Early years in America
(1700s – 1930s)
Up until the early 1800s, hemp was the most cultivated crop in the world and a staple in America. The sustainable crop, grown for food, oil, and fiber, played a major role in the building of a new nation. Our founding fathers, including George Washington and Thomas Jefferson, grew hemp for its versatility and durability. In fact, the Declaration of Independence is written on hemp paper. In 1916 the U.S. Government predicted that by the 1940s all paper would come from hemp and that no more trees need to be cut down.
The downturn of American Hemp
(1930s – early 1940s)
A company called DuPont owned millions of acres of forest, which they were selling to paper manufacturers for huge profits. Being threatened by the hemp crops potential of quality and sustainability, the DuPont company recognized an opportunity to make hemp a thing of the past. They funded propaganda projects to shed light on the “damage” marijuana was causing on America’s youth. With strong connections to the government, DuPont was able to lobby enough to convince the U.S. Congress to implement the 1937 Marijuana Tax Act on the harvesting and distribution of all Cannabis Sativa plant, which hemp would fall under. Farmers were no longer financially able to grow hemp.
“Hemp for Victory”
(1940s – 1970s)
Leading up to World War II, the United States military was sourcing hemp fiber from Japan to make rope for the U.S. Navy ships. After Japan cut off the supply, the U.S. was forced to turn to its own farmers for hemp production, which was recently made illegal. The federal government launched a pro-hemp campaign titled “Hemp for Victory,” in which they handed out over 400,000 pounds of seeds to qualifying farmers. Between 1942 and 1946, American farmers produced 42,000 tons of hemp fiber annually. After the war, the demand for domestic hemp fiber ended, and farmers’ contracts were canceled.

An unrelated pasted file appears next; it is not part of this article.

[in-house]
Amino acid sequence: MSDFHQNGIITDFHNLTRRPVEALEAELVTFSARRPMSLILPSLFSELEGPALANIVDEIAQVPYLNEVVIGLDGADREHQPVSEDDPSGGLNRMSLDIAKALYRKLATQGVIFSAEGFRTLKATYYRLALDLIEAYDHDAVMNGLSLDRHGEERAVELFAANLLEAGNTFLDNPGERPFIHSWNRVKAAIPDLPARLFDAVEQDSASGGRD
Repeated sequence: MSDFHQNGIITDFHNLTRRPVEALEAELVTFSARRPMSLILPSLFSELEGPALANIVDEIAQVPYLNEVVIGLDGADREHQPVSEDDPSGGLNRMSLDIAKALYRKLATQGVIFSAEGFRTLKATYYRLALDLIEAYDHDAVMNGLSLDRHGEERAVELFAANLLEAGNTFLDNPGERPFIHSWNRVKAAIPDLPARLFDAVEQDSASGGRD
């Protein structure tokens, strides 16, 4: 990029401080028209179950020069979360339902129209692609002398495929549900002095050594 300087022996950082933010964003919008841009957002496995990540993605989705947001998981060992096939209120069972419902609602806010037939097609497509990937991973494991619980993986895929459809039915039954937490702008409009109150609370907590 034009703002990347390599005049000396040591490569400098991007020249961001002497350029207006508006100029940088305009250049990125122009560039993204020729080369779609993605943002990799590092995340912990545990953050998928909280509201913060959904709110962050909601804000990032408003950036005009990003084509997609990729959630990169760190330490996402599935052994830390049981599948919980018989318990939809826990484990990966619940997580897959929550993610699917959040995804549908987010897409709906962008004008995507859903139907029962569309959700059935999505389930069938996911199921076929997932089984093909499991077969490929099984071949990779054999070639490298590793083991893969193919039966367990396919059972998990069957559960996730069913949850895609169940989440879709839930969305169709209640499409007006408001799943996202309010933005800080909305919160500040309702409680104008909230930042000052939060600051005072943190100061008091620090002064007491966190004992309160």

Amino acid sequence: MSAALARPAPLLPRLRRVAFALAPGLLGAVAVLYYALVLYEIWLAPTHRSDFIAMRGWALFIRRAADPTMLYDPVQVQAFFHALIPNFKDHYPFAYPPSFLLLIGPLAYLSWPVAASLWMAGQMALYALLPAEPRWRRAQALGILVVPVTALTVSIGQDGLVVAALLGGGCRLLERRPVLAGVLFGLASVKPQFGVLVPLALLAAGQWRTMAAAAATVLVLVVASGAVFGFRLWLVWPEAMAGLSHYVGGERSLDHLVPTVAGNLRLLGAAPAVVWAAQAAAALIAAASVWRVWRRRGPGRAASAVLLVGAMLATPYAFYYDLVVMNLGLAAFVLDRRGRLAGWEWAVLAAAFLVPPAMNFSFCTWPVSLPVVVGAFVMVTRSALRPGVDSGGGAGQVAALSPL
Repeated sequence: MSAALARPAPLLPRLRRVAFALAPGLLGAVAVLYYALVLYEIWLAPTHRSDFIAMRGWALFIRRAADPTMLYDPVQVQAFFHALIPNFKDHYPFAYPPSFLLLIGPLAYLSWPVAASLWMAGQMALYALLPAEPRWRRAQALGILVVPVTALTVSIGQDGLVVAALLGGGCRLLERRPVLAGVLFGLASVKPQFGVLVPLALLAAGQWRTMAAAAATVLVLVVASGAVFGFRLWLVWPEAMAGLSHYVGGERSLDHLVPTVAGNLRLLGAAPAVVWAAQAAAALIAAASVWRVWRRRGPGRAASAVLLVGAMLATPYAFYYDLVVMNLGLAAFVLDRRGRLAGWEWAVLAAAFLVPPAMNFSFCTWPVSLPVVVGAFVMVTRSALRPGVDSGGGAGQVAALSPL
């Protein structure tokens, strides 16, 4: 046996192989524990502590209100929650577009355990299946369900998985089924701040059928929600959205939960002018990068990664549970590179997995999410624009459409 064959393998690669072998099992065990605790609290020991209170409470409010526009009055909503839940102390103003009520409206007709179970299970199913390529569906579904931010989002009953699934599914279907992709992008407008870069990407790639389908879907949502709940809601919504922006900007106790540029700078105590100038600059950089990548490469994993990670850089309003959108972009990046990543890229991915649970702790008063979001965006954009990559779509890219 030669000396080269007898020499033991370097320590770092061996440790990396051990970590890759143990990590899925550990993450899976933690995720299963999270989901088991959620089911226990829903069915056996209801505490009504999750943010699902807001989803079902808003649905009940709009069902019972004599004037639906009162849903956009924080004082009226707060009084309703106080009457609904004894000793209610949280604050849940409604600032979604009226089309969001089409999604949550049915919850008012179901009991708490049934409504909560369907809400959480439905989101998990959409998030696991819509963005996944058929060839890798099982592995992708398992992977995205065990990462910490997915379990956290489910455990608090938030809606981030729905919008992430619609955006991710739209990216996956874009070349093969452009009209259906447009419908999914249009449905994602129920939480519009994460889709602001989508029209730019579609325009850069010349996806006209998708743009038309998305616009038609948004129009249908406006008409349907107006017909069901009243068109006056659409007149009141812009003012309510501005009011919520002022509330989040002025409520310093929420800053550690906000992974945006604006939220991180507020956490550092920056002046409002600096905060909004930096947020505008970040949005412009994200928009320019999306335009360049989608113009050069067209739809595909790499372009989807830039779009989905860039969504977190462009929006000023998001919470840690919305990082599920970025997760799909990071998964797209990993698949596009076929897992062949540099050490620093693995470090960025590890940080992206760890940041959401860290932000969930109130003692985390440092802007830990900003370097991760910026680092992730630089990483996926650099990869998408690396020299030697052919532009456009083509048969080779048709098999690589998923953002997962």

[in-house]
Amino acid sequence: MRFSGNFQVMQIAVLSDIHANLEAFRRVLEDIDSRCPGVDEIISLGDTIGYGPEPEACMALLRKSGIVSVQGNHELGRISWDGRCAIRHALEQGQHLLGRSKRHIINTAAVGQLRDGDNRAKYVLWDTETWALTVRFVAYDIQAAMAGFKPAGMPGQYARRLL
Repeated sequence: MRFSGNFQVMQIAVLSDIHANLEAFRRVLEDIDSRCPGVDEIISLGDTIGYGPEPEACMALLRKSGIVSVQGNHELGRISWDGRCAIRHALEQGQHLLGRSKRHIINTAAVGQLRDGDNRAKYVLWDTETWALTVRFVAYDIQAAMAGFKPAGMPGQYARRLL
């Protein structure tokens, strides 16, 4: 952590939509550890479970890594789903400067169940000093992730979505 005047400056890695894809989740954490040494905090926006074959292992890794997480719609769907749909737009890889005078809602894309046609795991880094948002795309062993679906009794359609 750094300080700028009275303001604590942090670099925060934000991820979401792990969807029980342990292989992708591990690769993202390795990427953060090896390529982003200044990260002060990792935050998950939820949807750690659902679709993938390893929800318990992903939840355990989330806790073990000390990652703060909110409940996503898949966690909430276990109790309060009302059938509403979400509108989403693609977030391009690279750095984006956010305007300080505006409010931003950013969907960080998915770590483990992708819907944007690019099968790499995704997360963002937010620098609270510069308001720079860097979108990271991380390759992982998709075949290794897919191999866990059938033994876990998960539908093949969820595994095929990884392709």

Hemp Laws Today
(1970s – present)
In 1970, the U.S. government passed the Controlled Substances Act, which regulated all cannabis, including industrial hemp. In 2004, the 9th Circuit Court of Appeals ruled that the DEA did not have the authority to regulate specific parts of hemp, such as hemp seed, fiber, and oil, under the Controlled Substances Act. Hemp could, therefore, still be imported and those parts of the plant used for products and distribution.
After nearly a century of prohibition, cannabis is starting to take root in America. With the passing of the 2014 Farm Bill, states were given the right to implement laws allowing approved organizations to grow cannabis hemp for research purposes.
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